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Review: 'Electric Lady' Janelle Monae at the Electric Factory

If Janelle Monae is in a hurry, maybe that's because she has so much ground to cover.

Review: 'Electric Lady' Janelle Monae at the Electric Factory

R&B singer Janelle Monae performs for the audience during a campaign event for President Barack Obama, Wednesday, Jan. 11, 2012, in Chicago. (AP Photo/Charles Rex Arbogast)
R&B singer Janelle Monae performs for the audience during a campaign event for President Barack Obama, Wednesday, Jan. 11, 2012, in Chicago. (AP Photo/Charles Rex Arbogast) AP

If Janelle Monae is in a hurry, maybe that's because she has so much ground to cover.

Opening her U.S. tour on Sunday in support of the dazzlingly diverse new The Electric Lady at - where else? - the Electric Factory, the 27 year old Kansas City, Kansas native took an appreciative audience through a highly personalized survey of the history of genre blending African American pop.

Over the course of a nearly two hour evening that included a 15 minute or so encore version of "Come Alive (The War Of The Roses) from her 2010 album The ArchAndroid, Monae tipped her cap to Cab Calloway and covered Michael Jackson and Prince.

Monae led a sharply dressed, highly capable 9 piece band through original songs that typically mixed in elements of funk, soul, rock and rap as they built to a crescendo. She playfully developed her trademark science fiction themes involving android outsiders who represent the ostracized, discriminated-against "other" but can teach the button-downed mainstream a thing or two about the soul-freeing benefit of letting your freak flag fly.

Sometimes, Monae's high energy musical approach and performance style can be too frenetic for its own good. Watching her can feel more like a race to the finish than a walk through the park. The Electric Lady, which features guest appearances from Prince, Erykah Badu and Solange (none of whom were on hand at the Factory)  is the rare album that benefits from between-song comedic interludes, because they're funny and pointed, but also allow the listener to catch her or his breath.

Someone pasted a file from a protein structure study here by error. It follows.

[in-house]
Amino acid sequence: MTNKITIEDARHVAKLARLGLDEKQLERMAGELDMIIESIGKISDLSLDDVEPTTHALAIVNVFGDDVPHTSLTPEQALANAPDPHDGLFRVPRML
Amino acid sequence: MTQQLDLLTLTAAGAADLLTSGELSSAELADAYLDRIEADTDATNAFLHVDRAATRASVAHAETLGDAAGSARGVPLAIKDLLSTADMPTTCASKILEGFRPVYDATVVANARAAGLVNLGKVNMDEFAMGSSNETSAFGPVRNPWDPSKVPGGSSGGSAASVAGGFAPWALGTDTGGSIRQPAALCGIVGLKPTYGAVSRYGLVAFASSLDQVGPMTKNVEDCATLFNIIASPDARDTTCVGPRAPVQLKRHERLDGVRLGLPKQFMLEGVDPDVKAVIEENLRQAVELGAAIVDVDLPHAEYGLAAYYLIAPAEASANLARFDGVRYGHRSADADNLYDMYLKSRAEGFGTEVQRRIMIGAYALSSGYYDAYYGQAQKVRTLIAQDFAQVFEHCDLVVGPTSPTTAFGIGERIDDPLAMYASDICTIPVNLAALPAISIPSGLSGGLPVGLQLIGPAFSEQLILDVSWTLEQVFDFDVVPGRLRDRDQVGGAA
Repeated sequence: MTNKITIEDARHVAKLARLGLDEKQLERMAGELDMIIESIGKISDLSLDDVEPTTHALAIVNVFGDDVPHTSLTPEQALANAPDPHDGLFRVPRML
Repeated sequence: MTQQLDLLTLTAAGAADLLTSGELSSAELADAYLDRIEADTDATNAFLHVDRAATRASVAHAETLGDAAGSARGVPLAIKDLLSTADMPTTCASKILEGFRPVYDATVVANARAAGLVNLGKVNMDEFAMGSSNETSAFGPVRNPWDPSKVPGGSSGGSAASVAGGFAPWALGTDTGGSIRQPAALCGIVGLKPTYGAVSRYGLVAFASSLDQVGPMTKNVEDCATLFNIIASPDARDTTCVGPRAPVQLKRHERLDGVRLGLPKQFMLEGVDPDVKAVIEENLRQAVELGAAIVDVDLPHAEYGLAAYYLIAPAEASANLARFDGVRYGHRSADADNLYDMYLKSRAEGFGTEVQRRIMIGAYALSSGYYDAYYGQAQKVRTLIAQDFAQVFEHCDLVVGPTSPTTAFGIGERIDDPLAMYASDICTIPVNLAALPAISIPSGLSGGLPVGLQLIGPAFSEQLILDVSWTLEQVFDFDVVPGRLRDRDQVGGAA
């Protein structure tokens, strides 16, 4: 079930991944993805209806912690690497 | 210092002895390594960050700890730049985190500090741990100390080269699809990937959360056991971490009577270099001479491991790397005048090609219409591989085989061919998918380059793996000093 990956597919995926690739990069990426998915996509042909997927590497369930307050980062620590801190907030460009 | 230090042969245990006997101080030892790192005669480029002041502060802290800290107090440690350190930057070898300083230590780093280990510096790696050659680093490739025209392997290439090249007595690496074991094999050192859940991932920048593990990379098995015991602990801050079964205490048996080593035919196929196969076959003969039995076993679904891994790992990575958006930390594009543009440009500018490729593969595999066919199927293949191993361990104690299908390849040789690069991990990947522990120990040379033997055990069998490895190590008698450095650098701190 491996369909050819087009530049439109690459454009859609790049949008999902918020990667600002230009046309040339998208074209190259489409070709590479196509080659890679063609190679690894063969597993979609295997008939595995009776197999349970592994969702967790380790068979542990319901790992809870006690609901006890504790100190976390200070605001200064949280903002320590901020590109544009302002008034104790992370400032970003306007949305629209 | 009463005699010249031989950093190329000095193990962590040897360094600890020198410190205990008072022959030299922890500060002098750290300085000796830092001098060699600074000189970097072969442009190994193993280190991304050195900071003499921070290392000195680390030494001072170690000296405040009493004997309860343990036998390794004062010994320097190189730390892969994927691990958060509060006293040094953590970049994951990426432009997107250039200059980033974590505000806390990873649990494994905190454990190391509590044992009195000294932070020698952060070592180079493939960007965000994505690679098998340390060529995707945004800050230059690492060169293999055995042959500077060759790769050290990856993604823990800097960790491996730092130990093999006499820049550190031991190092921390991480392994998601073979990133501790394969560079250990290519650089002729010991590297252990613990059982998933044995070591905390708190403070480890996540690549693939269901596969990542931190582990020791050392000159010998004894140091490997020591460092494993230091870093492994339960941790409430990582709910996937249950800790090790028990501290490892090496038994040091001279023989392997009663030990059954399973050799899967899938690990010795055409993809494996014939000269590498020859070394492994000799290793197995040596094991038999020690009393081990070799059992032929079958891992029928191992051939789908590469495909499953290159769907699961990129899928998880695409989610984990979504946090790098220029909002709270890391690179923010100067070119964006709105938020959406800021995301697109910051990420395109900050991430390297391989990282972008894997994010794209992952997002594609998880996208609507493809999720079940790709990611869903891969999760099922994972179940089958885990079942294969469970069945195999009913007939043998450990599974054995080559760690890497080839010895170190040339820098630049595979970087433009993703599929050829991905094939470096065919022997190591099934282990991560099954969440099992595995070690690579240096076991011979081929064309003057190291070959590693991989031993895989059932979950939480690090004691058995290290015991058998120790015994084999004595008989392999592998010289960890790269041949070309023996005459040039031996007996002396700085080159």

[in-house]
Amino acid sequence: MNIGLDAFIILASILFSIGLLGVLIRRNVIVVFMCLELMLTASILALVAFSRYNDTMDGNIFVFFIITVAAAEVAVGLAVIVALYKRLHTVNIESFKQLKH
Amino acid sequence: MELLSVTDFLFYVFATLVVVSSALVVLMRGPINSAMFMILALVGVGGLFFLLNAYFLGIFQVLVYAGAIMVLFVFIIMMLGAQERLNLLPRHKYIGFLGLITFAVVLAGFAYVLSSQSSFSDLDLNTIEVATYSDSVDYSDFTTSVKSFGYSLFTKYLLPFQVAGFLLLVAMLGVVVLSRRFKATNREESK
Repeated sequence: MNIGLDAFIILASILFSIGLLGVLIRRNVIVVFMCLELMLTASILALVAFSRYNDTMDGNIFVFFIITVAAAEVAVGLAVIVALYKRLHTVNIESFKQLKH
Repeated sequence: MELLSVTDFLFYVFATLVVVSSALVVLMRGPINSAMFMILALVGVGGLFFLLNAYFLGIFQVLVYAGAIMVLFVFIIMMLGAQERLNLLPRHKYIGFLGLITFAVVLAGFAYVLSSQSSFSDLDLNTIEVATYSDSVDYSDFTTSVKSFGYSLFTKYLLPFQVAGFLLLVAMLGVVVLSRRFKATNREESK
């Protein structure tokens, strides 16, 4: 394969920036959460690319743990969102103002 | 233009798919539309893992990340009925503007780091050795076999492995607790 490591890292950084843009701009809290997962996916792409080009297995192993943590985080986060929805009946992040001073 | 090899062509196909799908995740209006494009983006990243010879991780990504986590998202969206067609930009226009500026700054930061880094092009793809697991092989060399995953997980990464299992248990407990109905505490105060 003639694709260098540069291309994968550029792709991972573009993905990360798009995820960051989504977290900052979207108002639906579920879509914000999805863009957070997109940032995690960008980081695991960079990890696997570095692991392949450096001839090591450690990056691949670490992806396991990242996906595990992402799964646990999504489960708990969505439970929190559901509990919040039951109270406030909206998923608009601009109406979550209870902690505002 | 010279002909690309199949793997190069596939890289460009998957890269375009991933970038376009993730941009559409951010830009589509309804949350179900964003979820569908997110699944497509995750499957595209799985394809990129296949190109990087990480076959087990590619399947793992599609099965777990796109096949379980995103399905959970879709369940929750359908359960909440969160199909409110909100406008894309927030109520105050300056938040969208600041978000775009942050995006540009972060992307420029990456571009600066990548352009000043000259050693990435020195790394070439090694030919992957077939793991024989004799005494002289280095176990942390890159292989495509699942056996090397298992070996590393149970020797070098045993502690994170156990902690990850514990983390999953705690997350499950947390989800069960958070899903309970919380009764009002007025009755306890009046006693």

To be sure, a Monae performance is a highly energetic affair that plays like an athletic event, whether the workout in question is her own "Ghetto Woman" (dedicated to "Your mama" and "Your Grandma") or her takes on the Jackson Five's "I Want You Back" or Prince's "Let's Go Crazy." 

She came out dressed in white with black riding boots, as if set to compete in the steeplechase, and later changed into an androgynous ensemble that made her look like the hardest working food server in show business.

Her outfits matched those of her backing band, which featured 7 dressed-in-white male musicians (including a pair of horn players), plus two female back up singers whose black and white striped shirts made them appear as if they came to the gig after refereeing a football game.

The diminutive dervish is a polymorphous perpetual motion machine onstage, displaying dance moves evocative of everyone from Gene Kelly to James Brown, who was referenced in a winning homage during her funk workout "Tightrope" in which she collapsed on stage before being helped to her feet and wrapped in a cape.

But Monae is learning how to ease off the gas pedal, and quiet the cacophony down - a good move in a cavernous room like the Factory, where the mix on the louder songs was far from ideal. Her current single, "Primetime," a warmly emotive duet with Miguel on The Electric Lady, unfolded live at a most welcome, languorous pace.

In "Come Alive," band members play-acted at bringing a pretending-to-be-expired leader back to life. The song also involved a hushed, extended segment in which all the music fell away except for a hypnotic bass line, as a by-then-revived Monae stealthily made her way into the crowd, the entertainer-as-Android meeting her human fans in the flesh.  

Previously: Chasing Brian Wilson Follow In the Mix on Twitter


Dan DeLuca Inquirer Music Critic
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Dan DeLuca Inquirer Music Critic
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